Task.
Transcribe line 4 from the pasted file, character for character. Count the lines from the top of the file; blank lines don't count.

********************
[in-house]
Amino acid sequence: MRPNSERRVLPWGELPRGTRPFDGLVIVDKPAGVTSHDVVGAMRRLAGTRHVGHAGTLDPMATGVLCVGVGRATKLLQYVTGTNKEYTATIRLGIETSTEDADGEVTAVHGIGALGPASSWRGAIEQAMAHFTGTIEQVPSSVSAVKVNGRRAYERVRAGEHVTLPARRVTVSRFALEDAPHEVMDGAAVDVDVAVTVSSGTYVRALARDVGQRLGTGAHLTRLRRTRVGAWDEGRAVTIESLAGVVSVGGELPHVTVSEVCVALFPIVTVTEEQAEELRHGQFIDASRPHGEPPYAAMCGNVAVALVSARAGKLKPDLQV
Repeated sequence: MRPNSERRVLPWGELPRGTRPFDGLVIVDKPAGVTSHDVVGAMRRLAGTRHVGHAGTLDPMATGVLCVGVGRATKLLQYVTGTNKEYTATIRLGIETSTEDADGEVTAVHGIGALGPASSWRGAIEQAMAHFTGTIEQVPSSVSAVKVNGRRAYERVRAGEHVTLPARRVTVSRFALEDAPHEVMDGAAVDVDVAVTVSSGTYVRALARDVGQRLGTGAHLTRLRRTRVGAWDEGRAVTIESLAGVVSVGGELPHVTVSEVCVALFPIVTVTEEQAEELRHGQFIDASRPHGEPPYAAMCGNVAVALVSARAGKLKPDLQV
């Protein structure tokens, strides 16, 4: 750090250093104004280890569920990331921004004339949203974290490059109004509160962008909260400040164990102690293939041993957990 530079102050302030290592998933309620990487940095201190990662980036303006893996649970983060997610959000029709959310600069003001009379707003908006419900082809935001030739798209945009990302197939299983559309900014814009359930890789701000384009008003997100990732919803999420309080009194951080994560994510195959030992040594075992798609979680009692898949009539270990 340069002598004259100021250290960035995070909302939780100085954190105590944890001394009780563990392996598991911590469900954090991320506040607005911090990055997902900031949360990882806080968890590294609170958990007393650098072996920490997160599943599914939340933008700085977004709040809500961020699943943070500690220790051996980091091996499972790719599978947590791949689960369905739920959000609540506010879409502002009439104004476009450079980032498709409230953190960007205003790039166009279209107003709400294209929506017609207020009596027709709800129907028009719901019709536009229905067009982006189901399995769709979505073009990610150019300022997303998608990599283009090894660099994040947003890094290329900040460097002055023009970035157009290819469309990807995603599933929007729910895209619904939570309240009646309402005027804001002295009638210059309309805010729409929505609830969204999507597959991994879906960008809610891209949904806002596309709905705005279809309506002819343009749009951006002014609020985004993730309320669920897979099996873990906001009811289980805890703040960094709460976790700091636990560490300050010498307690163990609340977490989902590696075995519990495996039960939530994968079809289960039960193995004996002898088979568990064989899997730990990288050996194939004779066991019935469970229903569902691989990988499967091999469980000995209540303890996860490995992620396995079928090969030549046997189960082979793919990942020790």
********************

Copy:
């Protein structure tokens, strides 16, 4: 750090250093104004280890569920990331921004004339949203974290490059109004509160962008909260400040164990102690293939041993957990 530079102050302030290592998933309620990487940095201190990662980036303006893996649970983060997610959000029709959310600069003001009379707003908006419900082809935001030739798209945009990302197939299983559309900014814009359930890789701000384009008003997100990732919803999420309080009194951080994560994510195959030992040594075992798609979680009692898949009539270990 340069002598004259100021250290960035995070909302939780100085954190105590944890001394009780563990392996598991911590469900954090991320506040607005911090990055997902900031949360990882806080968890590294609170958990007393650098072996920490997160599943599914939340933008700085977004709040809500961020699943943070500690220790051996980091091996499972790719599978947590791949689960369905739920959000609540506010879409502002009439104004476009450079980032498709409230953190960007205003790039166009279209107003709400294209929506017609207020009596027709709800129907028009719901019709536009229905067009982006189901399995769709979505073009990610150019300022997303998608990599283009090894660099994040947003890094290329900040460097002055023009970035157009290819469309990807995603599933929007729910895209619904939570309240009646309402005027804001002295009638210059309309805010729409929505609830969204999507597959991994879906960008809610891209949904806002596309709905705005279809309506002819343009749009951006002014609020985004993730309320669920897979099996873990906001009811289980805890703040960094709460976790700091636990560490300050010498307690163990609340977490989902590696075995519990495996039960939530994968079809289960039960193995004996002898088979568990064989899997730990990288050996194939004779066991019935469970229903569902691989990988499967091999469980000995209540303890996860490995992620396995079928090969030549046997189960082979793919990942020790």